A comedy full of celebrities mocking their public personas, This is the End is made for our star-struck age, writes Alistair Harkness
THIS IS THE END (15)
Directed by: Seth Rogen, Evan Goldberg
Starring: Seth Rogen, James Franco, Jonah Hill, Craig Robinson, Emma Watson
Star rating: * * *
The sometimes blurry division between movie stars and the characters they play has long been part of the fun of going to the cinema, but the degree to which it has now been normalised is self evident in This is the End, an apocalypse comedy in which Seth Rogen, Jonah Hill and several of their movie star pals confront the end of the world while holed up in James Franco’s house.
The film is written and directed by Rogen and his frequent writing partner, Evan Goldberg, and their decision to dispense with character names altogether and instead have everyone play versions of themselves feels like the culmination of a process on the rise since self-lacerating TV shows such as The Larry Sanders Show and Curb Your Enthusiasm made it desirable, credible and funny for celebs to mock their own public personas. Indeed, over the last decade more and more actors have been willing to play themselves on screen, perhaps as a way of re-establishing a degree of mystique in the age of fame, reality television and 24-hour entertainment news. Whatever the reason, This is the End feels simultaneously self-indulgent in the extreme and appropriate for our celeb-hungry times; a cinematic belch caused by pop culture gorging on itself.
That it’s sporadically funny and features a bunch of performers who haven’t yet worn out their welcome saves it from being the one-joke monstrosity it could have been, although befitting its title, it does feel rather like Rogen et al are having one final blowout before moving on to other things.
As such, the film is at its funniest in its earliest stages, when the apocalypse foretold in the Book of Revelations arrives in the midst of a housewarming party being thrown by James Franco. The righteous experience the rapture right away, but plenty of misbehaving movie stars – including a smarmy coked-out-of-his nut Michael Cera – meet spectacularly gruesome ends, leaving behind a core band of survivors holed up in Franco’s ridiculous compound-like home. These include Franco himself, Rogen, Jonah Hill, Jay Baruchel, Craig Robinson and eventually Danny McBride, whose unrepentantly toxic presence may actually be worse than the biblical wrath being visited upon the outside world.
With the exception of Franco – who riffs on his own ongoing public experiment with his image by playing himself as a pretentious dilettante – everyone pretty much conforms to the types of characters they usually play in their own movies, and Rogen and Goldberg use this to tease out tension within the group, shaping their relationship dynamics to resemble those found in any apocalyptic survival film.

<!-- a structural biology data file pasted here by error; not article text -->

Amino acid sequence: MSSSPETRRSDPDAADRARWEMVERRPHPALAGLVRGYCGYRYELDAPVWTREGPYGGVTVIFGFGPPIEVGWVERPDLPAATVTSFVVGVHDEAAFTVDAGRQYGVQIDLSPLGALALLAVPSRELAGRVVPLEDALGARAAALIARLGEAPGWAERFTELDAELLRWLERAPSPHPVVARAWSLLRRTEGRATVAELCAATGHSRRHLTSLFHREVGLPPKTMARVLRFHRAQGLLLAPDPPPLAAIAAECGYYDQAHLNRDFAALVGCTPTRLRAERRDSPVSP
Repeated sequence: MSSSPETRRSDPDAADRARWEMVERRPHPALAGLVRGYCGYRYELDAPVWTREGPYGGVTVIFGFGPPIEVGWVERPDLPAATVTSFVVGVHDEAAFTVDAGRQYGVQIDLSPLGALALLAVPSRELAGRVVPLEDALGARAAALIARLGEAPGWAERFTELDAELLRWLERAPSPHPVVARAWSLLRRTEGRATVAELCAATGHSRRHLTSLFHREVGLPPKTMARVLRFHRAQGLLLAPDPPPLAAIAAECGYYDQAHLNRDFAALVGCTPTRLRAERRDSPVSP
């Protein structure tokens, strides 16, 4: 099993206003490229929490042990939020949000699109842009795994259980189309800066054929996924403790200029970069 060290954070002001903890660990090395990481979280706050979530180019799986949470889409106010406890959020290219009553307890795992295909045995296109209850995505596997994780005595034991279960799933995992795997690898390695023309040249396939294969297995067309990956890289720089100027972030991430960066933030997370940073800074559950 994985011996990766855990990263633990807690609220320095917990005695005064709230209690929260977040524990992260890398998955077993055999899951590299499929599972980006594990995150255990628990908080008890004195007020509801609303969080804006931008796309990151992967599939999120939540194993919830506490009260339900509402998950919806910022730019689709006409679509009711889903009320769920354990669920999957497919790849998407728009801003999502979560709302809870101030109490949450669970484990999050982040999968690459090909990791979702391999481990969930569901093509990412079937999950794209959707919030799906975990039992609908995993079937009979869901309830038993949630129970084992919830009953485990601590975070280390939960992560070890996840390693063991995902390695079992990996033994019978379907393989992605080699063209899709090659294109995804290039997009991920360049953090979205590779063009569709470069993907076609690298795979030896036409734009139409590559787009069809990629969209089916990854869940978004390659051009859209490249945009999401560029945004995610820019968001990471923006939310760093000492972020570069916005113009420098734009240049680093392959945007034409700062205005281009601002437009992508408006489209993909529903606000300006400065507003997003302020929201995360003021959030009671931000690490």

Of course this being a film from the writers of Superbad and Pineapple Express means that the bromantic bond that exists between best buds must also be explored and the plot-kicker is really Seth’s relationship with his long-term best friend, Jay, cast here in the role of the Hollywood outsider upset by of his friend’s decision to embrace the LA lifestyle now that he’s rich and famous.
It perhaps goes without saying that a high tolerance for self-referential gags and a familiarity with the back catalogue and working relationships of the cast will aid enjoyment here. There are some amusing callbacks, for instance, to Freaks and Geeks, the short-lived Judd Apatow-produced TV show that launched Rogen’s and Franco’s careers, and the film manages to use a discussion between these two about a possible sequel to their stoner hit Pineapple Express to transform This is the End into a meta sequel to that very film.
There are also some big gross-out laughs to be had – mostly involving masturbatory etiquette in confined spaces – as well as a few additional cameos that help spike the laughs whenever the film threatens to flatline completely. Alas Emma Watson’s arrival in the film is not one of those times and the Harry Potter star looks uncomfortable when her presence facilitates an extended rape gag that’s too self-congratulatory to be as edgy as Rogen and Co clearly think it is.
It does, however, play into the central joke of the film, which at least attempts to satirize the warped, solipsistic perception movie stars have of their own beloved status in the world. With Hell erupting on Earth, there’s a reason they’ve been left behind and their only chance of being saved is figuring out what that is. In this respect the film conforms to the idiot redemption formula that has dominated Hollywood for the last 10 or 15 years, but it also plays into the “this guy?” brand of comedy that has made Rogen a star by placing him in scenarios for which he seems wholly ill-equipped. Given that This is the End stretches that to breaking point, hopefully its title really will prove prophetic.